Smithsonian Adds LGBT History To Museum Collection

Published: August 19, 2014

Smithsonian Adds LGBT History To Museum Collection, Hundreds of photographs, papers and historical objects documenting the history of gay, lesbian, bisexual and transgender people are being added to the Smithsonian Institution’s collection Tuesday, including items from the popular TV show “Will and Grace.”

Show creators David Kohan and Max Mutchnick along with NBC are donating objects to the National Museum of American History. The collection includes original scripts, casting ideas, political memorabilia surrounding the show and the series finale. The network agreed to donate props, including a pill bottle and flask, a sign from “Grace Adler Interior Design” and Will Truman’s framed college diploma.

Kohan told The Associated Press the Smithsonian’s interest in the show featuring gay principal characters was a validation they never dreamed about when the sitcom began airing in 1998. “Will and Grace” ran through May 2006 depicting four friends both gay and straight, eventually ending with the main characters coupled off with children.

“These particular guests that were invited into people’s living rooms happened to be your gay friends,” Kohan said. “I don’t think people really had the opportunity to have that before, and it served to, I think, make people recognize that your close friends were gay.”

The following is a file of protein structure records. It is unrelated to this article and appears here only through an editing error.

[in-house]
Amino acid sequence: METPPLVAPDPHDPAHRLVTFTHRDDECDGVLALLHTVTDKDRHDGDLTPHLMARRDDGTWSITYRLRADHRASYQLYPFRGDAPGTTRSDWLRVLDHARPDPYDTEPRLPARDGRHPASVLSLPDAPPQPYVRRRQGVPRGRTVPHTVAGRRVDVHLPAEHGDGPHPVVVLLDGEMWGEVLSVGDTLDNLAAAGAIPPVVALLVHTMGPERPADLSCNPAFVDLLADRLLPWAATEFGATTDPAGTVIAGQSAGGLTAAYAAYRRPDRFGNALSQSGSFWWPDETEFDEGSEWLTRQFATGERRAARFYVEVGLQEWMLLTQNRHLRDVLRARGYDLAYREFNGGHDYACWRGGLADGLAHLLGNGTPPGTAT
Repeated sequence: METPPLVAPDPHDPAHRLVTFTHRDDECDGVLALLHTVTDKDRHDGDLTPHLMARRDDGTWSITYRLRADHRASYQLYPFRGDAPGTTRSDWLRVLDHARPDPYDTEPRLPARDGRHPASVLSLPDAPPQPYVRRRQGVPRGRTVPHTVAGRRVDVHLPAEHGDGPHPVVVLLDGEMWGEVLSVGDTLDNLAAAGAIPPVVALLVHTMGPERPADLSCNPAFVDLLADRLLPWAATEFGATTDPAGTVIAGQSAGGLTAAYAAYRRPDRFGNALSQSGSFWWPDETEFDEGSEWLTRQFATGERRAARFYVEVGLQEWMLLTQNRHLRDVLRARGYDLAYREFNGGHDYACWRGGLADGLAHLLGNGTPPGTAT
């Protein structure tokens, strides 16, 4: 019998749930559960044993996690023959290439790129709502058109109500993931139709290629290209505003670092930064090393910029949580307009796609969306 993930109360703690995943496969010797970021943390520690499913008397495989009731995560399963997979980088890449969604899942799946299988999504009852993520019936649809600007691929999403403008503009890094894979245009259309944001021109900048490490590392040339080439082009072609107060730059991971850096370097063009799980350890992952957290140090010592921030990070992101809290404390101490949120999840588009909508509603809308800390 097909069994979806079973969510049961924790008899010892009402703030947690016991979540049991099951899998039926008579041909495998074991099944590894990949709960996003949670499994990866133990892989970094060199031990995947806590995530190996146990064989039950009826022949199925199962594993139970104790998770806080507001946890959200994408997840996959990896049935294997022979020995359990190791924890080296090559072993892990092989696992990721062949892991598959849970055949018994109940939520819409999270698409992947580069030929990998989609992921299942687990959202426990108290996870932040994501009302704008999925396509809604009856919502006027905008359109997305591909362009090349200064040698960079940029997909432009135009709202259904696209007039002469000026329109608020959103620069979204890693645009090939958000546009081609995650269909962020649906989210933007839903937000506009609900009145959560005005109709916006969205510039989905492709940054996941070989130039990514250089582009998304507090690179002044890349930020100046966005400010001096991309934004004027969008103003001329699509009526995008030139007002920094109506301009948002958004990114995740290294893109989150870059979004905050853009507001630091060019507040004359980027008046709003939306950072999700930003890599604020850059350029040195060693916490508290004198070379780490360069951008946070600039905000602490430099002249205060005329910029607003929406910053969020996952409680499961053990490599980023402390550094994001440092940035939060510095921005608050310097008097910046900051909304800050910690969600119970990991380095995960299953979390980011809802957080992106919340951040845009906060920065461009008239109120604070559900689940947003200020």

“The fact that it’s in the American history (museum), maybe we were a part of something that was bigger than we ever imagined,” Kohan said.

The donation is part of larger effort to document gay and lesbian history, an area that has not been well understood at the museum. Curators are collecting materials from LGBT political, sports and cultural history objects from Arizona to Maryland.

Some items being donated include the diplomatic passports of Ambassador David Huebner, the first openly gay U.S. ambassador confirmed by the Senate, and his husband; materials from a gay community center in Baltimore; and photography collections from Patsy Lynch and Silvia Ros documenting gay rights activism.

From sports history, the museum will receive a tennis racket from former professional player Renee Richards who won a landmark New York Supreme Court decision for transgender rights after she was denied entry to the U.S. Open in 1975. And the museum will receive the first transgender pride flag from an activist and U.S. Navy veteran.

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